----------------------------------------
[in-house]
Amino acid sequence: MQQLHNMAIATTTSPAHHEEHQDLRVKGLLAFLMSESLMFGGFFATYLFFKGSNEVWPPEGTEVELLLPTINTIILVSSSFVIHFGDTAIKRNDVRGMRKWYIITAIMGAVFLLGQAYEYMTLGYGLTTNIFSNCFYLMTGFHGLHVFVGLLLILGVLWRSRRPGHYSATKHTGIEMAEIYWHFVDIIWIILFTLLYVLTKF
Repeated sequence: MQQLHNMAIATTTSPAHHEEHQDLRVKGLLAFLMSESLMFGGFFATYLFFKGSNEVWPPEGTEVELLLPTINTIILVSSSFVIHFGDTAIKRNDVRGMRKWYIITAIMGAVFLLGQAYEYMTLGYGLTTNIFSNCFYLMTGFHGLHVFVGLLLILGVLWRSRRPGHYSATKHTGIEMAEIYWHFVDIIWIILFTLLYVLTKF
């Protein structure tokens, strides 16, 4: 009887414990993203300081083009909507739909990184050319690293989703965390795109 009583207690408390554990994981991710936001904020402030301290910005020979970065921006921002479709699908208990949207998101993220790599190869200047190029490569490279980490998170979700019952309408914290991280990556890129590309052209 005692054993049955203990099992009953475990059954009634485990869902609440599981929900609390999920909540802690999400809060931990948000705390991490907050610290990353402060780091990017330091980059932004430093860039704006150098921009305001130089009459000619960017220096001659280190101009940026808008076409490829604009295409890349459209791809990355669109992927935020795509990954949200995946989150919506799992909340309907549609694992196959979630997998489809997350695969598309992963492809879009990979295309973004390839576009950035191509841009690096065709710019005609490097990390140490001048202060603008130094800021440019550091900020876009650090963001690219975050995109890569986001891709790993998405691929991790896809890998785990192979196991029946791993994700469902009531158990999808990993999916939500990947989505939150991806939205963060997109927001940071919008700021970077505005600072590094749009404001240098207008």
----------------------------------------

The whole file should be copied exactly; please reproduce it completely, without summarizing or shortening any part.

[in-house]
Amino acid sequence: MQQLHNMAIATTTSPAHHEEHQDLRVKGLLAFLMSESLMFGGFFATYLFFKGSNEVWPPEGTEVELLLPTINTIILVSSSFVIHFGDTAIKRNDVRGMRKWYIITAIMGAVFLLGQAYEYMTLGYGLTTNIFSNCFYLMTGFHGLHVFVGLLLILGVLWRSRRPGHYSATKHTGIEMAEIYWHFVDIIWIILFTLLYVLTKF
Repeated sequence: MQQLHNMAIATTTSPAHHEEHQDLRVKGLLAFLMSESLMFGGFFATYLFFKGSNEVWPPEGTEVELLLPTINTIILVSSSFVIHFGDTAIKRNDVRGMRKWYIITAIMGAVFLLGQAYEYMTLGYGLTTNIFSNCFYLMTGFHGLHVFVGLLLILGVLWRSRRPGHYSATKHTGIEMAEIYWHFVDIIWIILFTLLYVLTKF
């Protein structure tokens, strides 16, 4: 009887414990993203300081083009909507739909990184050319690293989703965390795109 009583207690408390554990994981991710936001904020402030301290910005020979970065921006921002479709699908208990949207998101993220790599190869200047190029490569490279980490998170979700019952309408914290991280990556890129590309052209 005692054993049955203990099992009953475990059954009634485990869902609440599981929900609390999920909540802690999400809060931990948000705390991490907050610290990353402060780091990017330091980059932004430093860039704006150098921009305001130089009459000619960017220096001659280190101009940026808008076409490829604009295409890349459209791809990355669109992927935020795509990954949200995946989150919506799992909340309907549609694992196959979630997998489809997350695969598309992963492809879009990979295309973004390839576009950035191509841009690096065709710019005609490097990390140490001048202060603008130094800021440019550091900020876009650090963001690219975050995109890569986001891709790993998405691929991790896809890998785990192979196991029946791993994700469902009531158990999808990993999916939500990947989505939150991806939205963060997109927001940071919008700021970077505005600072590094749009404001240098207008």